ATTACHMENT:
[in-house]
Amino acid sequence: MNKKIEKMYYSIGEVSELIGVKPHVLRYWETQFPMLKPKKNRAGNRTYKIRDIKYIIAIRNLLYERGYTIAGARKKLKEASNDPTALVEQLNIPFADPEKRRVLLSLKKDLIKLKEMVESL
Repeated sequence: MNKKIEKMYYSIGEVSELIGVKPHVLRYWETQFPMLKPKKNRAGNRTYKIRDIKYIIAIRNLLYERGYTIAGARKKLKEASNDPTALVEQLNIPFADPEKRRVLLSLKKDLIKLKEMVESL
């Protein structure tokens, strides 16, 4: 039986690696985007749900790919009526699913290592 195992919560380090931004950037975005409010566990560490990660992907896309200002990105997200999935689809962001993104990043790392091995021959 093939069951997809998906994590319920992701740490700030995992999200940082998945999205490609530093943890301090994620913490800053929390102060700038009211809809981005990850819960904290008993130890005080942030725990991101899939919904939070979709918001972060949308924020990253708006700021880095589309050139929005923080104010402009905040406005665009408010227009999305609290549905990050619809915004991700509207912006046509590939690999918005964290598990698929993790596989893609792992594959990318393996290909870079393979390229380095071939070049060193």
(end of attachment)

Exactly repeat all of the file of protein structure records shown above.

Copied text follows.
[in-house]
Amino acid sequence: MNKKIEKMYYSIGEVSELIGVKPHVLRYWETQFPMLKPKKNRAGNRTYKIRDIKYIIAIRNLLYERGYTIAGARKKLKEASNDPTALVEQLNIPFADPEKRRVLLSLKKDLIKLKEMVESL
Repeated sequence: MNKKIEKMYYSIGEVSELIGVKPHVLRYWETQFPMLKPKKNRAGNRTYKIRDIKYIIAIRNLLYERGYTIAGARKKLKEASNDPTALVEQLNIPFADPEKRRVLLSLKKDLIKLKEMVESL
């Protein structure tokens, strides 16, 4: 039986690696985007749900790919009526699913290592 195992919560380090931004950037975005409010566990560490990660992907896309200002990105997200999935689809962001993104990043790392091995021959 093939069951997809998906994590319920992701740490700030995992999200940082998945999205490609530093943890301090994620913490800053929390102060700038009211809809981005990850819960904290008993130890005080942030725990991101899939919904939070979709918001972060949308924020990253708006700021880095589309050139929005923080104010402009905040406005665009408010227009999305609290549905990050619809915004991700509207912006046509590939690999918005964290598990698929993790596989893609792992594959990318393996290909870079393979390229380095071939070049060193």